Maple Leafs defencemen hope to steal spotlight from high-powered offence

The spotlight may have been focused on the Maple Leafs high-powered offence throughout training camp, but the defence is set to prove its worthy of attention, too.

With all the focus on the Leafs' goal-scorers, the men patrolling the blue-line are almost forgotten

Jake Gardiner says he's learned to deal with scrutiny after seven seasons with the Leafs. (Chris Young/Canadian Press)

Players on the Maple Leafs defence may feel a little like the late, great comedian Rodney Dangerfield because, these days, they get no respect.

The spotlight has been focused on the Leafs' high-powered offence throughout training camp, but defenceman Morgan Rielly understands why. 

"I mean rightfully so. There's a lot of firepower up there," Rielly said. "Obviously adding a guy like John Tavares is very exciting, and we're all looking forward to watching what they can do."

Morgan Rielly says he's excited to see what the Leafs offence can do this year. (Frank Gunn/Canadian Press)

On the rare occasions hockey analysts who cover the Leafs have turned their attention to the defence, it's usually to point out that it may not be good enough. 

Defenceman Jake Gardiner admits that he's heard the criticism. He and Rielly are expected to shoulder a great deal of the Leafs' back-end responsibilities but their critics say they are in over their heads. Many analysts believe the Leafs need another solid blue-liner.

Gardiner disagrees.

"We have a really good group," he said. "And defence isn't just about the defenceman. It's a team game, playing your systems well and trusting your forwards."

Jake Gardiner says he doesn't think the Leafs need to add another defenceman. (Andres Kudacki/Associated Press)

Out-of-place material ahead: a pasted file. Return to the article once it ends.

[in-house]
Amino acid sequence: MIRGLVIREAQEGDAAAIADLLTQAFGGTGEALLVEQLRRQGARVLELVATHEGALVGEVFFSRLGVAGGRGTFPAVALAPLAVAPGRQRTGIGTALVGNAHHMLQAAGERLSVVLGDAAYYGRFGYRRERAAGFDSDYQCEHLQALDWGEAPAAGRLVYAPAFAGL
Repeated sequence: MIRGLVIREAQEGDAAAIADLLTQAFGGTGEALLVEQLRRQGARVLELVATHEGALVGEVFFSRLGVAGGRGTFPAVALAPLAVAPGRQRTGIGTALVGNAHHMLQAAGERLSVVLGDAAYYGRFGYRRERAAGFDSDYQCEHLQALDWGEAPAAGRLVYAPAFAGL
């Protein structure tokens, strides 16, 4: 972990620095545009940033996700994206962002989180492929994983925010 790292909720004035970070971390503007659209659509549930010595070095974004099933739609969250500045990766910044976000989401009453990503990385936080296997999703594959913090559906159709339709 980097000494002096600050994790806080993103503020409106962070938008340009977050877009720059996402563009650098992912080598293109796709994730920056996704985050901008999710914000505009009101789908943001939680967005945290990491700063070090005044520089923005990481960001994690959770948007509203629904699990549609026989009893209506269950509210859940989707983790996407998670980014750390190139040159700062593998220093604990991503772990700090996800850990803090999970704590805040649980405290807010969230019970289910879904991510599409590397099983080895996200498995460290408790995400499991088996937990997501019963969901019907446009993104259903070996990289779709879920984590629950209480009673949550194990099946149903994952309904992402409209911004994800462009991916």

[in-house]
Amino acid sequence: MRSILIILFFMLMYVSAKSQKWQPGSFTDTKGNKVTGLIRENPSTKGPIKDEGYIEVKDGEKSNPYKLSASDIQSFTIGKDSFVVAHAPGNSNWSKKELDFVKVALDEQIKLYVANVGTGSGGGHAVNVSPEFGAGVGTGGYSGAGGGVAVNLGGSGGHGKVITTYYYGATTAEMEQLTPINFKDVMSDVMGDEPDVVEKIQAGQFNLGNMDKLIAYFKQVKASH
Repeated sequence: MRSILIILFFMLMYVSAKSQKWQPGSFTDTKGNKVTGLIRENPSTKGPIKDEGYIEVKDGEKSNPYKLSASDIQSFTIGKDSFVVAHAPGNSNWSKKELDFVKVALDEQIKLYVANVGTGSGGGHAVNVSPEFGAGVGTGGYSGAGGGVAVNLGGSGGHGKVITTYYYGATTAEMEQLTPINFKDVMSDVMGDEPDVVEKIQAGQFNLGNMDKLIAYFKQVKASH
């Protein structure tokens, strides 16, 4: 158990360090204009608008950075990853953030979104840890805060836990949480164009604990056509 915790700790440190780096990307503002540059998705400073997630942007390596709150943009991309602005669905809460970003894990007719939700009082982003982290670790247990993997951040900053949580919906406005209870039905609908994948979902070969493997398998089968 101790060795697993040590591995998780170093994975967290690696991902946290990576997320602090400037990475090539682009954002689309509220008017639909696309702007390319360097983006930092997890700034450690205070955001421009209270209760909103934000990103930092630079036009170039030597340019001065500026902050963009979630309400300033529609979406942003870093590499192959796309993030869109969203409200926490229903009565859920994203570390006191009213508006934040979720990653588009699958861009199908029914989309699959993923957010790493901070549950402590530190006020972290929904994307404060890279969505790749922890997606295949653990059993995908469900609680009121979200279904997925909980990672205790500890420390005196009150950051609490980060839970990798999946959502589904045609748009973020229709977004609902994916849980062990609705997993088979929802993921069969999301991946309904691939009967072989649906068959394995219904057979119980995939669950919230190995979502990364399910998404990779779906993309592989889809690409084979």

Gardiner is entering his eighth season with the Leafs, making him the team's longest-serving defenceman. He's no stranger to criticism. 

Last season when the Leafs lost Game 7 of their first-round playoff series against the Boston Bruins, many were quick to hold Gardiner accountable.

The Bruins beat the Leafs 7-4 in that game. Gardiner was on the ice for five of the Bruins' goals, including the game-winner.

Afterward, in the locker room, an emotional Gardiner admitted to members of the media that he didn't play well. 

Jake Gardiner faces the media a day after the Leafs' Game 7 loss to the Boston Bruins in the 2018 NHL playoffs. (Cole Burston/Canadian Press)

That's in the past now, and Gardiner says he has since become much better at tuning out his critics.

"I've been doing it for eight years now," he said. "It just becomes an everyday thing. Some people are going to love you, some people are going to hate you and that's just how it is."

Besides, these days the 28-year-old has much more important things to worry about when he's not at the rink.

"I did have a baby boy, it's very exciting,"

Gardiner's wife, Lucy Cashin, gave birth to the couple's first child, Henry, two weeks ago.

"I used to hang out with Jake," said Rielly, who also used to live with Gardiner. "He's a little preoccupied. I think I've taken a back seat, which is probably the right call."

Both Rielly and Gardiner say they will have plenty of time to rekindle their friendship on the road this year. It's one place where they still do hang out.

It's also a place where players can escape the scrutiny that often goes along with being a member of the Toronto Maple Leafs.